Netflix (NFLX 0.88%) crushed Wall Street's expectations, delivering a solid set of numbers for the third quarter. Most notably, it added an impressive 2.41 million net new paid subscribers while analysts were anticipating an increase of just 1 million, but there's a bigger story cooking in the background that investors may want to take a closer look at.

The video streaming specialist seems all set to dive into a new market that could unlock a huge long-term growth opportunity. At tech-focused online publication TechCrunch's Disrupt event, Mike Verdu -- Netflix's vice president of gaming -- said that the company is "seriously exploring a cloud gaming offering." Verdu added that Netflix is opening a new game development studio in Southern California.

It is worth noting that Netflix also set up a gaming studio in Finland last month. The latest addition will take its total number of gaming studios to five.

Fortune Business Insights estimates that cloud gaming generated $1.7 billion in total revenue last year. But the market research firm expects that the niche will clock annualized growth of 43% through 2029, when the forecast points to $40 billion in annual revenue. So it's not too surprising that Netflix is putting serious thought into its plans to tap that explosive market.

Netflix believes it can succeed in cloud gaming

The cloud gaming market is taking off thanks to the advantages it enjoys over the traditional modes of delivering games -- such as eliminating the need to purchase high-end hardware and expensive gaming titles. Yet, not many companies have cracked this market so far.

Technology giant Alphabet (GOOG 2.21%) (GOOGL 2.07%), for instance, recently announced that it will shut down its Google Stadia cloud gaming service in January. Though Alphabet says that Stadia is "built on a strong technology foundation," the lack of traction among users is what's led the company to pull the plug on this service.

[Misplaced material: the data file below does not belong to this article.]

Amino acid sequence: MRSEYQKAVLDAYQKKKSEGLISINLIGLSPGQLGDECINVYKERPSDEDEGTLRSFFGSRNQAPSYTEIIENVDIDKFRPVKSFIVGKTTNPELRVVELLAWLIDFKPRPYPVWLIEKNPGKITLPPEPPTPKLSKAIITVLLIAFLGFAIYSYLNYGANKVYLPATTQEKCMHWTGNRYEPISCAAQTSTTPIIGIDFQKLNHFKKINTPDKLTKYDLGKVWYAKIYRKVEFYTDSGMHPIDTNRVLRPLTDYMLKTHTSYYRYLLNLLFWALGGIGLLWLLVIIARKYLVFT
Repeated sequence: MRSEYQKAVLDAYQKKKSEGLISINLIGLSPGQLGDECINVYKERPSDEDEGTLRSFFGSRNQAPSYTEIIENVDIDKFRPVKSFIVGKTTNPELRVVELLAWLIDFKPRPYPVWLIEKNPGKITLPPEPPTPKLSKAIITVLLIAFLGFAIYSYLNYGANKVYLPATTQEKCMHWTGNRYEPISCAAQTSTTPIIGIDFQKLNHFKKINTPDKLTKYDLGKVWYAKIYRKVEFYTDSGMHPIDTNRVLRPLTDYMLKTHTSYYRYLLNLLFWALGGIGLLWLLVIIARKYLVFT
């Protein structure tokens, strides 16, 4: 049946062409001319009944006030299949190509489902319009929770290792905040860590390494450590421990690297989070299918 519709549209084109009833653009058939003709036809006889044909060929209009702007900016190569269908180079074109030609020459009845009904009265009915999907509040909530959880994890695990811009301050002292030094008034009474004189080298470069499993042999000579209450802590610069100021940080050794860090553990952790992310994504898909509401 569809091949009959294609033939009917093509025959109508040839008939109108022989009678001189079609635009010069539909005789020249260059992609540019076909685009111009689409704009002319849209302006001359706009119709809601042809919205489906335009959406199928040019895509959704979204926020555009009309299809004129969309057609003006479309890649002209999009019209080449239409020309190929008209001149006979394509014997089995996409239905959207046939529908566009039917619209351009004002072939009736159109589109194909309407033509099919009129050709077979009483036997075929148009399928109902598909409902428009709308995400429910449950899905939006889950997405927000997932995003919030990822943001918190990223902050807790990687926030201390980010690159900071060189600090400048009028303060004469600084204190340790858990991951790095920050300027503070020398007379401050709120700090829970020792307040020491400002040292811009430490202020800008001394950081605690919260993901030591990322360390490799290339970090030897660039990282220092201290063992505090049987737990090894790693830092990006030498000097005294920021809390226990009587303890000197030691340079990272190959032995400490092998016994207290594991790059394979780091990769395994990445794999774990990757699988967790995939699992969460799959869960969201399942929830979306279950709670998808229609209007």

Netflix believes it can succeed where Google Stadia failed. At the TechCrunch conference, Verdu explained that Netflix plans to offer cloud gaming as an additional service -- one that won't require subscribers to replace their gaming consoles.

The digital media veteran aims to deliver its cloud games to subscribers on the same devices where they are already consuming its streaming video content -- personal computers, smartphones, and TVs. Netflix had 223 million paying subscribers as of the end of the third quarter. That's a huge customer base to whom it could cross-sell a cloud gaming service.

Since cloud games are run on remote servers and are delivered to gamers via fast internet connections, all Netflix needs to do is create a healthy library of games and sell the gaming service as an add-on subscription. After all, cloud gaming doesn't require customers to upgrade to expensive hardware as data centers do all the heavy lifting.

However, that will be easier said than done. Another tech powerhouse has already become the dominant player in this nascent space.

An Nvidia-sized obstacle is waiting for the streaming giant

Graphics card specialist Nvidia (NVDA -3.10%) is leading the cloud gaming market in terms of both revenue and subscribers. On its August earnings conference call, it pointed out that its GeForce Now cloud gaming service has more than 20 million members. It is also worth noting that Nvidia has a massive cloud gaming library of over 1,350 titles thanks to the company's consistent efforts to bring more games onto the GeForce Now platform.

This is where Netflix pales in comparison to Nvidia. The company has just 35 gaming titles on the market and 55 games in development for its cloud platform right now. And Nvidia's expertise in critical gaming hardware such as graphics cards gives it another advantage. Its platform -- run on servers powered by RTX 3080 graphics cards -- streams titles at high resolutions and rapid refresh rates.

That's another area where Netflix will need to come close to Nvidia to cut its teeth in cloud gaming and give its growth rate a shot in the arm. The video streamer's revenue increased by just 6% year over year last quarter to $7.9 billion, while its earnings contracted to $3.10 per share from $3.19 per share a year earlier.

Analysts aren't upbeat about Netflix's prospects. They anticipate annualized earnings growth of just 3% for the next five years. So, a new catalyst such as cloud gaming could give Netflix a much-needed boost, but the company will have a long way to go to make a name for itself in this market, especially considering that it is going up against a video gaming giant that is already making the most of its first-mover advantage.